By Kristen Clark
Feelings come and go. One day we feel like we’re on top of the world. The next day we feel like the world is on top of us. Did you know that feelings are also often the result of how well we take care of ourselves?
Our needs are important and making time to care for those needs can contribute to long-term feelings of wellbeing. When we neglect our own needs and forget to nurture ourselves we run the risk of deeper levels of low-self esteem. For me personally, when my needs go unmet I can easily become overwhelmed by feelings of inferiority, which can cause me to:
- Unfairly criticize myself
- Overreact to the actions and comments of others
- Second-guess myself
- Believe things to be impossible
Thankfully, I discovered a tool that helps me take care of myself in my effort to maintain confidence through most situations. Often used in addition recovery, the HALT method suggests pausing long enough to assess if I am Hungry, Angry, Lonely, or Tired. If I am hungry, I make time for a meal or quick snack. If I am angry, I take a few extra minutes to detach from my stressful situation; I breathe, relax, stretch my limbs, count to ten, pray, and emotionally regroup. If I am tired, I withdraw for a nap and some quiet time in an effort to recharge my battery. If I am lonely and feeling secluded, I lift my spirits by visiting a neighbor or friend.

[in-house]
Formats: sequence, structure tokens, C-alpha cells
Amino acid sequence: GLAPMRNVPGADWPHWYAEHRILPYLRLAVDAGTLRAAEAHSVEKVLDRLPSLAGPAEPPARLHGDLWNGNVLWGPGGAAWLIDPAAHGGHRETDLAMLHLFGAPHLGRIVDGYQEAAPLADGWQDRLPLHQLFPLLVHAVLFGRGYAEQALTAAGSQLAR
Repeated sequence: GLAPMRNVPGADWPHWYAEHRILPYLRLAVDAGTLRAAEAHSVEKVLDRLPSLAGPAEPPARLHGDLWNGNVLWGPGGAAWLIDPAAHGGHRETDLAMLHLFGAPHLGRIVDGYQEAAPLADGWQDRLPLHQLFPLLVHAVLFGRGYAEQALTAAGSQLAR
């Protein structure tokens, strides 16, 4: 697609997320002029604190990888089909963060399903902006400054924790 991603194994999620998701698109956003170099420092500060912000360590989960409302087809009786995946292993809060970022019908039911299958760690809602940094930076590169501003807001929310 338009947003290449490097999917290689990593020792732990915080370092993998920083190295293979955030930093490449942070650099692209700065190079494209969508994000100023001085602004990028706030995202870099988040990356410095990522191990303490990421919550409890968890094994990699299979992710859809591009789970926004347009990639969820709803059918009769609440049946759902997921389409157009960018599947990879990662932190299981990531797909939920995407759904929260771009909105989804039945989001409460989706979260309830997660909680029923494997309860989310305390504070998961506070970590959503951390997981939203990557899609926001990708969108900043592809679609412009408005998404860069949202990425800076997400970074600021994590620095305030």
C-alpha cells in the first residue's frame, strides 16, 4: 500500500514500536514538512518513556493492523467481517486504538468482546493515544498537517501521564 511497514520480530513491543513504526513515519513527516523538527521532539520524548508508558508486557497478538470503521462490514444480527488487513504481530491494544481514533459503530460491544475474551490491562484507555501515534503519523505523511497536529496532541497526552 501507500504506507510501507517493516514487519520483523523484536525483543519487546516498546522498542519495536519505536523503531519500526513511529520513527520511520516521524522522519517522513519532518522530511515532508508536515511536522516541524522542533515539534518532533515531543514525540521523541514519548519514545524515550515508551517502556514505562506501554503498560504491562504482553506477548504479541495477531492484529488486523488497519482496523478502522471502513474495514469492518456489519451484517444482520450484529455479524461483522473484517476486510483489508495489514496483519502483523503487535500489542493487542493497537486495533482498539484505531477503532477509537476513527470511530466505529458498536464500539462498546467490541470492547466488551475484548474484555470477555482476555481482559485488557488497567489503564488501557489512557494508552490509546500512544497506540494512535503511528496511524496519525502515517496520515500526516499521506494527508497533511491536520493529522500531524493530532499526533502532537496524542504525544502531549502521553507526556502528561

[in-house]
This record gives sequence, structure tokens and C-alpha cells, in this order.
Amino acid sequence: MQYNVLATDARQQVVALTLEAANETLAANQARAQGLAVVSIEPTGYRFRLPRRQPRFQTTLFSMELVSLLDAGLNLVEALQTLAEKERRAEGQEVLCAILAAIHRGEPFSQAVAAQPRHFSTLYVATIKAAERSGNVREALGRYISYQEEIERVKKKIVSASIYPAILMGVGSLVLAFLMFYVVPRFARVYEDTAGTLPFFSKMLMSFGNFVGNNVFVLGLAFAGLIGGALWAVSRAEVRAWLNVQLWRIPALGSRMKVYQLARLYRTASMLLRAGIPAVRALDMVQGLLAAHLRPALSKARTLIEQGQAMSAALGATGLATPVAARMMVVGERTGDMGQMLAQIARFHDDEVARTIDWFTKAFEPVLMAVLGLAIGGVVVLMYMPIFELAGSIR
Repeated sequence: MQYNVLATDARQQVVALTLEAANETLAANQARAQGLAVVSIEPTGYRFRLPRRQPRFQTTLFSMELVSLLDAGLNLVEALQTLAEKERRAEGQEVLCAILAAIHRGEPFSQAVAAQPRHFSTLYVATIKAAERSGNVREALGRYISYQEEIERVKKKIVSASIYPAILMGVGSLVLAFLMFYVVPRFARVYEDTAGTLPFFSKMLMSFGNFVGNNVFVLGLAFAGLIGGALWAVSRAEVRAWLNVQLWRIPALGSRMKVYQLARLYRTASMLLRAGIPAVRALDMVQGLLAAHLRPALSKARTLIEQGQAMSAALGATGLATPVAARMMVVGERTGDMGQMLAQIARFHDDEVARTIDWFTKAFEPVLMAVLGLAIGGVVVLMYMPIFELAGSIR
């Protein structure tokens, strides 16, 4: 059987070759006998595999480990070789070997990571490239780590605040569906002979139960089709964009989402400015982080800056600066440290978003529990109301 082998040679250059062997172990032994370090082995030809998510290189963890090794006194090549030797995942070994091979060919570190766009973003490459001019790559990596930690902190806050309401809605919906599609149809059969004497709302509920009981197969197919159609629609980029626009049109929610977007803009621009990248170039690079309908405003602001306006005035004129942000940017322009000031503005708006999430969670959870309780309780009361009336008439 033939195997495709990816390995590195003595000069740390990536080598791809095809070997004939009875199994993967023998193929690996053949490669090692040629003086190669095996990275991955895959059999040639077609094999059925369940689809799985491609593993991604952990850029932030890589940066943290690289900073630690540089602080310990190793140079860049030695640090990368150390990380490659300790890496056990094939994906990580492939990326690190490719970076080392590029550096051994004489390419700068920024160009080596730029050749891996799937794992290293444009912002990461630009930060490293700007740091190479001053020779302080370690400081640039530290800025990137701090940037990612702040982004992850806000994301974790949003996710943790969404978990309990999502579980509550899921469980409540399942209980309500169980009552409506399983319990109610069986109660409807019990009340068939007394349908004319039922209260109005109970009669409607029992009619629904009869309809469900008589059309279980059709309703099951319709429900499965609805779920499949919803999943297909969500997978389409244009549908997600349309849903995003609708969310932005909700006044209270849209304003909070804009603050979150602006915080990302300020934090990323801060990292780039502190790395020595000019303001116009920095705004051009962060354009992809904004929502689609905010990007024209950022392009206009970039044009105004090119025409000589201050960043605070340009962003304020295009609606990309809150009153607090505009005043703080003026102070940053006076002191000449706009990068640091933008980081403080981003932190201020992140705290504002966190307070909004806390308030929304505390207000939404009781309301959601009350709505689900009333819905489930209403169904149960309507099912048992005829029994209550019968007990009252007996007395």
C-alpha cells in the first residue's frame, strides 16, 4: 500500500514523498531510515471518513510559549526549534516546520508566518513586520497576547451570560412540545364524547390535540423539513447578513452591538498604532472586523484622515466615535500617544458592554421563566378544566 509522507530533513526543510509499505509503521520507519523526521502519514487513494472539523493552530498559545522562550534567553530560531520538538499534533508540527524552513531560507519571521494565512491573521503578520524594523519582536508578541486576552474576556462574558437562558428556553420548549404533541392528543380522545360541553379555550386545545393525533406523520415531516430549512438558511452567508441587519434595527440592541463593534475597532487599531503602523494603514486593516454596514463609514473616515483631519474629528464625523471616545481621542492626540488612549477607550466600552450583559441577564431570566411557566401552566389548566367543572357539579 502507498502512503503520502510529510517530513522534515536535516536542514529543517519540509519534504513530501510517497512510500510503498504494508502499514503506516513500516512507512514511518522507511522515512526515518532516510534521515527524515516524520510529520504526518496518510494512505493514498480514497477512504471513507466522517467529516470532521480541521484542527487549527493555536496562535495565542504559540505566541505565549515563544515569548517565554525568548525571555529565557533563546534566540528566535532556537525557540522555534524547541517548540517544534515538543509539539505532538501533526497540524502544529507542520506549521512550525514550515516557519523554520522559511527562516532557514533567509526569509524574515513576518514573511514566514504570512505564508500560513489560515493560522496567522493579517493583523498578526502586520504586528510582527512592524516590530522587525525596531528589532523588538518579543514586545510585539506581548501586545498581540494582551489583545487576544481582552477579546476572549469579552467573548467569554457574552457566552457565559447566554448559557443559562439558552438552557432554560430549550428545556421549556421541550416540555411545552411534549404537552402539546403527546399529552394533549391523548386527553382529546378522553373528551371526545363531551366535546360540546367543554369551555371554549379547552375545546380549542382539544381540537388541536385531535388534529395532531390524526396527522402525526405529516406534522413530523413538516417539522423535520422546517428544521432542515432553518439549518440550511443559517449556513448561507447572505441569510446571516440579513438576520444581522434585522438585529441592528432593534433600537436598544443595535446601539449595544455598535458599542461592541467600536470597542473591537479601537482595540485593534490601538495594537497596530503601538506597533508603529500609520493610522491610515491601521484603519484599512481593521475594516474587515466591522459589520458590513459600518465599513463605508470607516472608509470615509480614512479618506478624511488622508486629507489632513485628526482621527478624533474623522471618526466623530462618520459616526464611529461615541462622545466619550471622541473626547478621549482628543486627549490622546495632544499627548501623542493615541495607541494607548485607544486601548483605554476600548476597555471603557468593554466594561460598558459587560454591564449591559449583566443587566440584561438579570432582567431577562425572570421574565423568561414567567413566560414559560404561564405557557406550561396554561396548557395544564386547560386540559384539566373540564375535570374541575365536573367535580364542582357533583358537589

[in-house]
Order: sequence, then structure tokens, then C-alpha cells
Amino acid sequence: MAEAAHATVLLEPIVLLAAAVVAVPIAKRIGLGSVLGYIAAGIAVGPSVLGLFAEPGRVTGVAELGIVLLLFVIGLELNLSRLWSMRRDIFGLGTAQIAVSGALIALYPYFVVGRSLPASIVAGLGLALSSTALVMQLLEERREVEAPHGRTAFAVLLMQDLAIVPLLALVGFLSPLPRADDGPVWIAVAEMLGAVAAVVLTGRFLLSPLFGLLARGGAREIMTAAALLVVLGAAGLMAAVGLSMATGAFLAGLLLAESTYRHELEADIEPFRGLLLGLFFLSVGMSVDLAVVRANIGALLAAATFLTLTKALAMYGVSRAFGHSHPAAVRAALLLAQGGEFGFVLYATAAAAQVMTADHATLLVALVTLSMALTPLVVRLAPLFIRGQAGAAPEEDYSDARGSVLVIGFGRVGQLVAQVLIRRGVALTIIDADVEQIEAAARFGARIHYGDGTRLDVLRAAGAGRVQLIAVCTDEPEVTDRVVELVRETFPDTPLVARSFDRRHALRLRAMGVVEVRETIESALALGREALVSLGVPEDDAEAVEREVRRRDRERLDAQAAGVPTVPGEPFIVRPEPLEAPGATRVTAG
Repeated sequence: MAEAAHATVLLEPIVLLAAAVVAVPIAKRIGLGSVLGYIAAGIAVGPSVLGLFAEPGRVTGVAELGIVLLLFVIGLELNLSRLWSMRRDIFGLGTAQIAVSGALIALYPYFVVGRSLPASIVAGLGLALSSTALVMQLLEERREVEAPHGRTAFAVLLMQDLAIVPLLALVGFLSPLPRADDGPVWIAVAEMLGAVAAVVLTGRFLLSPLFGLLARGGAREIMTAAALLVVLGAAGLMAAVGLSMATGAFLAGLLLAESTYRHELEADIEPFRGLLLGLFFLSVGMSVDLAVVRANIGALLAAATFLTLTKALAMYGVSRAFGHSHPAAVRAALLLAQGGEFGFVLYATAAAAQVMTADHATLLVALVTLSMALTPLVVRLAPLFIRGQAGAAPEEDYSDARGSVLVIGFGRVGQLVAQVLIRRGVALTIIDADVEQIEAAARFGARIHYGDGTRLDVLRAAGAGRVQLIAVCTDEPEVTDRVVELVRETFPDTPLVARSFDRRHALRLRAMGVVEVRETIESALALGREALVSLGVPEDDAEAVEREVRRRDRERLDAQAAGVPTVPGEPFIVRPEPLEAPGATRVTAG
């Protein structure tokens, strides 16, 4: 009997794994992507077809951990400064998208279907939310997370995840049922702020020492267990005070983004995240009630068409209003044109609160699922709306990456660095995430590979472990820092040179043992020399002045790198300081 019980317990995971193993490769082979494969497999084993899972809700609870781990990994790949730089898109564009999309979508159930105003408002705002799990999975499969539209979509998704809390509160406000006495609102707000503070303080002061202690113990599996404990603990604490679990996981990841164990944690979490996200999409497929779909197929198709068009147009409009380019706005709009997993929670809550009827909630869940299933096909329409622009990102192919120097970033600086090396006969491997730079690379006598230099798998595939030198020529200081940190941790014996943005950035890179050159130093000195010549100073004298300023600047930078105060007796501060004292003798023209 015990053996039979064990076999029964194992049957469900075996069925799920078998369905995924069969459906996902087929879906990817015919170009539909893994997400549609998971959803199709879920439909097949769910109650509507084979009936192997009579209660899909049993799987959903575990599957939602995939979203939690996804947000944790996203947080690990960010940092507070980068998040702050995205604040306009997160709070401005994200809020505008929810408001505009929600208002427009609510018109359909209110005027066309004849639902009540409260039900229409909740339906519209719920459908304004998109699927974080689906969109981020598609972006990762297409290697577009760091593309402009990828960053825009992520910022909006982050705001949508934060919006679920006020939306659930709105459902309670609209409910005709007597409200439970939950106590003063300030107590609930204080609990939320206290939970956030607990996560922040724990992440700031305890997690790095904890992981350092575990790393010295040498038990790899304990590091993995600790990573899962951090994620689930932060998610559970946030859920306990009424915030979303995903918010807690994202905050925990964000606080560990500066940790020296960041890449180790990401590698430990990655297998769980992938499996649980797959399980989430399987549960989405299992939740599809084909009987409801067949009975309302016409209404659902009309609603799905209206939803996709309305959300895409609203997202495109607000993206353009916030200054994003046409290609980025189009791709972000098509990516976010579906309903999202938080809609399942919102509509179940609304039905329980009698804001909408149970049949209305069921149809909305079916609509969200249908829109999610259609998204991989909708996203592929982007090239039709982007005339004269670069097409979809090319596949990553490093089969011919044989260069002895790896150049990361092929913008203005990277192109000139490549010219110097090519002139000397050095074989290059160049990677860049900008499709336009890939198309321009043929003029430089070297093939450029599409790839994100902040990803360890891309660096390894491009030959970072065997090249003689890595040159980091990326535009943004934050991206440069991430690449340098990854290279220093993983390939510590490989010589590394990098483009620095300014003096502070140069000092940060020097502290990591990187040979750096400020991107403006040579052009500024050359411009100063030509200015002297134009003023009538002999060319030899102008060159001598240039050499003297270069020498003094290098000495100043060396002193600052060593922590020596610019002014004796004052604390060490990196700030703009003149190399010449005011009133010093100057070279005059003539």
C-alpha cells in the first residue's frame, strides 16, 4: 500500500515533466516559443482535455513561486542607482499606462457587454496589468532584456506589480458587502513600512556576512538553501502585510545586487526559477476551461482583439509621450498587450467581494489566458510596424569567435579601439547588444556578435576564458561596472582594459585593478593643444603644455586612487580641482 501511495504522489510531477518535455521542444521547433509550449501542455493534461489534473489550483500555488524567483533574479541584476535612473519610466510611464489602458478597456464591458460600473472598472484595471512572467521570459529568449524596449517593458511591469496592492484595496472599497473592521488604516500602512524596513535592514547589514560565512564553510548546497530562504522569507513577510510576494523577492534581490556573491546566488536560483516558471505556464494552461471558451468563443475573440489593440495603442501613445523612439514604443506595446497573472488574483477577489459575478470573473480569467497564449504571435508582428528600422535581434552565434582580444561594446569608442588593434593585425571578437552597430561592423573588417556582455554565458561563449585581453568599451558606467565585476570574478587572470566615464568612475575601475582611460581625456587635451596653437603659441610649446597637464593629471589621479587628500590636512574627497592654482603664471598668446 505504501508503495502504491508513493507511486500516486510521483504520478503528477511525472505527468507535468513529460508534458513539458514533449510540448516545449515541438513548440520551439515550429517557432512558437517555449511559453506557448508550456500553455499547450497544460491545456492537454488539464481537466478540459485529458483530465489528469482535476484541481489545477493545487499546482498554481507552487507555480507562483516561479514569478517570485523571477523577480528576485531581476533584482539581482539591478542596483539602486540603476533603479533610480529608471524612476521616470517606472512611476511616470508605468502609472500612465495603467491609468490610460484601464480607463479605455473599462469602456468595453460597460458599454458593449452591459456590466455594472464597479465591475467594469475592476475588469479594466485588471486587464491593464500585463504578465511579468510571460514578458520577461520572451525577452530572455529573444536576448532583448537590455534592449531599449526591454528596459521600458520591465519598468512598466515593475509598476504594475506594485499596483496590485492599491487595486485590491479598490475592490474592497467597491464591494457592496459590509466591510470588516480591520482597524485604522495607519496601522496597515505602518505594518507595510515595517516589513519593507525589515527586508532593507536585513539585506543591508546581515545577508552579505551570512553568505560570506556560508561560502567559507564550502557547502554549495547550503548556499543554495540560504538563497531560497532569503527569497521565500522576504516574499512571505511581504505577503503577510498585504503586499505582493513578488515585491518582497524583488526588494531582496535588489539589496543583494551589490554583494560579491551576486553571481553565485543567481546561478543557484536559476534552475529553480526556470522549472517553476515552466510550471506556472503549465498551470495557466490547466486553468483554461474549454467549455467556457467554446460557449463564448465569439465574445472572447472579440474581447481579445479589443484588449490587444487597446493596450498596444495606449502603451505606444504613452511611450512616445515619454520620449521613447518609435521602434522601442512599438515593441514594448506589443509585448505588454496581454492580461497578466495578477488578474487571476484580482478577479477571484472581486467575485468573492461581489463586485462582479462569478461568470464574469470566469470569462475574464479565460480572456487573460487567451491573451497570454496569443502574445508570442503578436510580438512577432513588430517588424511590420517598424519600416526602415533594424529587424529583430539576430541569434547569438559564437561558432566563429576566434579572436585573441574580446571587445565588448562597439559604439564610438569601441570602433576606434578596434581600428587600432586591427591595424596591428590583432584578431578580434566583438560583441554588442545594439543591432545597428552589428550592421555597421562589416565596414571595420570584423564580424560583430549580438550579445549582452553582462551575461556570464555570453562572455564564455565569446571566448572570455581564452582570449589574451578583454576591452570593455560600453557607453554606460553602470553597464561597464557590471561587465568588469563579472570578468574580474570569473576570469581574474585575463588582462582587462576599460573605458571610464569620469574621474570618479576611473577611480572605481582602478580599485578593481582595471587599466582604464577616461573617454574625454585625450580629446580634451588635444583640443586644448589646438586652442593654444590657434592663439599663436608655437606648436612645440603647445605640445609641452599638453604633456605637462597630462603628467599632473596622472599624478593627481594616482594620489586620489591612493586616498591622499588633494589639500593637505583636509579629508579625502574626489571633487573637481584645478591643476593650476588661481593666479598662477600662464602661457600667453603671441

The HALT method allows me to tend to my immediate needs and maintain an attitude of confidence. When I’m strong – physically, mentally, and emotionally – I am more effective because I am free to:
- Take risks by learning from my mistakes rather than repeating them
- Hear and benefit from constructive feedback and criticism
- Trust my own ideas, perceptions, and opinions with the courage to voice my feelings and beliefs
- Hope for and expect success
Proverbs 18:14 reminds us that our spirit can sustain a broken body, but when the spirit dies so does our hope. Using the HALT method, I take care of myself and protect my spirit of confidence so I can move forward in faith.
“I eat like a vulture. Unfortunately, I’m afraid the resemblance doesn’t end there.”
Do you suffer from a low self-image? I can help you with that!